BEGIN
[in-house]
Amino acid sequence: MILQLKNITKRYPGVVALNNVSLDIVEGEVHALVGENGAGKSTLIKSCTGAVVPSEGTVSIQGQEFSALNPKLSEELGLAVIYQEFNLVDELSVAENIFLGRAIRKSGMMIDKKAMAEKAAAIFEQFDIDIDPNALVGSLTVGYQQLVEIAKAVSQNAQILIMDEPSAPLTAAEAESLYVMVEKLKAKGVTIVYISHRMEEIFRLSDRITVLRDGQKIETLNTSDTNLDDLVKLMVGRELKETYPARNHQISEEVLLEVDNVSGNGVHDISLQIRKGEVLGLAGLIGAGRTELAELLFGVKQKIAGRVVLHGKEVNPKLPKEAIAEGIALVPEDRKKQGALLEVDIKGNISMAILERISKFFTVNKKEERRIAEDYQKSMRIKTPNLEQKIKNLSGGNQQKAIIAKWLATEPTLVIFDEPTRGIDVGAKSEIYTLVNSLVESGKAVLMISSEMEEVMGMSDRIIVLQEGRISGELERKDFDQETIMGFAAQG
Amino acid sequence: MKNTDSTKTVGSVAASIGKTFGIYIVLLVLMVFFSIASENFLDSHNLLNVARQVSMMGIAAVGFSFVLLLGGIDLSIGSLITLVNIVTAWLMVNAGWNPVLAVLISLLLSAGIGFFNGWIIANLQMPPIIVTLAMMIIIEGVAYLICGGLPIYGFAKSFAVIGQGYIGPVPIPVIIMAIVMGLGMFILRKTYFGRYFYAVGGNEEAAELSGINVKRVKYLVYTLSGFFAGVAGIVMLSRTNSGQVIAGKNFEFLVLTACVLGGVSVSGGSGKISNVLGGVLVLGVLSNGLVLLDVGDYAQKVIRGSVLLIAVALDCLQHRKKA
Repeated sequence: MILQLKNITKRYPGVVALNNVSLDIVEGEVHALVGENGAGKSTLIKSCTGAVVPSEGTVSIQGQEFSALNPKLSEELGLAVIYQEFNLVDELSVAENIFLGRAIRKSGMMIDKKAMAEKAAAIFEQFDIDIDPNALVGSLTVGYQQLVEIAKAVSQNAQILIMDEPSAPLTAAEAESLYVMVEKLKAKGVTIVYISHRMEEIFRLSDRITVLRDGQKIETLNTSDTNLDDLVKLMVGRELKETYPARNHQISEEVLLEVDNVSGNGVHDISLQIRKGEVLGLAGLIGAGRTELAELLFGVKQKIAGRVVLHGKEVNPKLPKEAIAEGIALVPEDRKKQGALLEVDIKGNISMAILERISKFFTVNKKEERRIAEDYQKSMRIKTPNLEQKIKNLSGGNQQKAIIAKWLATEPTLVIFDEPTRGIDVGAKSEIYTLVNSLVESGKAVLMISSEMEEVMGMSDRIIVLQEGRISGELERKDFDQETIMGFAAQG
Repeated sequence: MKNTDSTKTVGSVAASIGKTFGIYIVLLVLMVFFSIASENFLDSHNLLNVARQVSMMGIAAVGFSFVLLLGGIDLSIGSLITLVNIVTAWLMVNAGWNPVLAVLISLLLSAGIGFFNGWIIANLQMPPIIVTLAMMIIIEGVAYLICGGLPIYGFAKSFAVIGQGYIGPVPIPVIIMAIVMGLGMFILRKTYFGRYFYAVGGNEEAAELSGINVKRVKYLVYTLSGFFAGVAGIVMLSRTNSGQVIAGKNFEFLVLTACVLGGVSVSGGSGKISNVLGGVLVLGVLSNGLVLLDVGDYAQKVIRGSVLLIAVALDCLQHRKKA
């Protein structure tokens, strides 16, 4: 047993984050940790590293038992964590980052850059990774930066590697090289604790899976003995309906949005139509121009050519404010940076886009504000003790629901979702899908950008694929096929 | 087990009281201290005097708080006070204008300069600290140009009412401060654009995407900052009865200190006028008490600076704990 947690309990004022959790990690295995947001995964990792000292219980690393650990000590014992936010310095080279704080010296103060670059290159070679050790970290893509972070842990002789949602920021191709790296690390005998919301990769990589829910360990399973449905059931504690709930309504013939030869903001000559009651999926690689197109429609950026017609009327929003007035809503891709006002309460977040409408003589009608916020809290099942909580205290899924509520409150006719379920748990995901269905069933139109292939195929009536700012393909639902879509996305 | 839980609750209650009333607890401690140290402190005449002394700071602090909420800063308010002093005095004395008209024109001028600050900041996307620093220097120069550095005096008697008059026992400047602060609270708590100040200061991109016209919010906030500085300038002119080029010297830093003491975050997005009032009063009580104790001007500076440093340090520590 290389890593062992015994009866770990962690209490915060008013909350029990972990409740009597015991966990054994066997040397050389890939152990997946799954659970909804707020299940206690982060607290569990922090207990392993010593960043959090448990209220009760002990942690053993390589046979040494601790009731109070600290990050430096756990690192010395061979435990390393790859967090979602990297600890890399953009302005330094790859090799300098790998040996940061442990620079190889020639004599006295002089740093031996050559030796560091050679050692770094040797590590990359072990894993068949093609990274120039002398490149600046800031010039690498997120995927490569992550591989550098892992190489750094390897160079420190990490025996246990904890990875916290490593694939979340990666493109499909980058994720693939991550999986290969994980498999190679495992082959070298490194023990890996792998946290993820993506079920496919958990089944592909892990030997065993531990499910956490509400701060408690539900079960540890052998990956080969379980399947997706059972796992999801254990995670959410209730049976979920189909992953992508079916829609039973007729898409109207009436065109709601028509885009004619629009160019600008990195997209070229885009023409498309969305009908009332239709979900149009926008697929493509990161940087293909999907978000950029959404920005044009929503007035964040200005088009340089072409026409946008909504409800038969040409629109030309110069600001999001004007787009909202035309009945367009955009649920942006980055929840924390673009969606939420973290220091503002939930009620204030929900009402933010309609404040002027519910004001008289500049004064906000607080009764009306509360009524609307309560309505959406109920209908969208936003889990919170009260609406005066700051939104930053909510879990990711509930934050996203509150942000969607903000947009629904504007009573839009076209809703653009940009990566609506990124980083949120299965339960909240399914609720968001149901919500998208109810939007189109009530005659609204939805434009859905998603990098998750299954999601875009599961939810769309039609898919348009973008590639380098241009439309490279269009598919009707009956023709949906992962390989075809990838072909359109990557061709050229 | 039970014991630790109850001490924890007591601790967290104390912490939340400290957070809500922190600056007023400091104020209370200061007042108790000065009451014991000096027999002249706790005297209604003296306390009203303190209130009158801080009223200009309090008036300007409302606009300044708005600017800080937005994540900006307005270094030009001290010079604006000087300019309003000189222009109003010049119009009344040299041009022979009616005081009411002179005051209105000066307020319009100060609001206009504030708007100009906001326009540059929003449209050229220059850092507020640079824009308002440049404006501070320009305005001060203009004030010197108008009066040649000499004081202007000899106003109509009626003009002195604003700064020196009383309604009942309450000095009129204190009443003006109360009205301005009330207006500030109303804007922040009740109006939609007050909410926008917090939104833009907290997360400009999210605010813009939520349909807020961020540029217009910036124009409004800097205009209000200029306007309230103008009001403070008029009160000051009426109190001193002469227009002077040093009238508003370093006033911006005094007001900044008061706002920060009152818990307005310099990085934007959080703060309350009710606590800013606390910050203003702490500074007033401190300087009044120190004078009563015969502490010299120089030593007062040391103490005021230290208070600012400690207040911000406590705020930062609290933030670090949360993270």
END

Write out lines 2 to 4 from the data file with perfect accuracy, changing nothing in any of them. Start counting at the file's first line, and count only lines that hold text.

Amino acid sequence: MILQLKNITKRYPGVVALNNVSLDIVEGEVHALVGENGAGKSTLIKSCTGAVVPSEGTVSIQGQEFSALNPKLSEELGLAVIYQEFNLVDELSVAENIFLGRAIRKSGMMIDKKAMAEKAAAIFEQFDIDIDPNALVGSLTVGYQQLVEIAKAVSQNAQILIMDEPSAPLTAAEAESLYVMVEKLKAKGVTIVYISHRMEEIFRLSDRITVLRDGQKIETLNTSDTNLDDLVKLMVGRELKETYPARNHQISEEVLLEVDNVSGNGVHDISLQIRKGEVLGLAGLIGAGRTELAELLFGVKQKIAGRVVLHGKEVNPKLPKEAIAEGIALVPEDRKKQGALLEVDIKGNISMAILERISKFFTVNKKEERRIAEDYQKSMRIKTPNLEQKIKNLSGGNQQKAIIAKWLATEPTLVIFDEPTRGIDVGAKSEIYTLVNSLVESGKAVLMISSEMEEVMGMSDRIIVLQEGRISGELERKDFDQETIMGFAAQG
Amino acid sequence: MKNTDSTKTVGSVAASIGKTFGIYIVLLVLMVFFSIASENFLDSHNLLNVARQVSMMGIAAVGFSFVLLLGGIDLSIGSLITLVNIVTAWLMVNAGWNPVLAVLISLLLSAGIGFFNGWIIANLQMPPIIVTLAMMIIIEGVAYLICGGLPIYGFAKSFAVIGQGYIGPVPIPVIIMAIVMGLGMFILRKTYFGRYFYAVGGNEEAAELSGINVKRVKYLVYTLSGFFAGVAGIVMLSRTNSGQVIAGKNFEFLVLTACVLGGVSVSGGSGKISNVLGGVLVLGVLSNGLVLLDVGDYAQKVIRGSVLLIAVALDCLQHRKKA
Repeated sequence: MILQLKNITKRYPGVVALNNVSLDIVEGEVHALVGENGAGKSTLIKSCTGAVVPSEGTVSIQGQEFSALNPKLSEELGLAVIYQEFNLVDELSVAENIFLGRAIRKSGMMIDKKAMAEKAAAIFEQFDIDIDPNALVGSLTVGYQQLVEIAKAVSQNAQILIMDEPSAPLTAAEAESLYVMVEKLKAKGVTIVYISHRMEEIFRLSDRITVLRDGQKIETLNTSDTNLDDLVKLMVGRELKETYPARNHQISEEVLLEVDNVSGNGVHDISLQIRKGEVLGLAGLIGAGRTELAELLFGVKQKIAGRVVLHGKEVNPKLPKEAIAEGIALVPEDRKKQGALLEVDIKGNISMAILERISKFFTVNKKEERRIAEDYQKSMRIKTPNLEQKIKNLSGGNQQKAIIAKWLATEPTLVIFDEPTRGIDVGAKSEIYTLVNSLVESGKAVLMISSEMEEVMGMSDRIIVLQEGRISGELERKDFDQETIMGFAAQG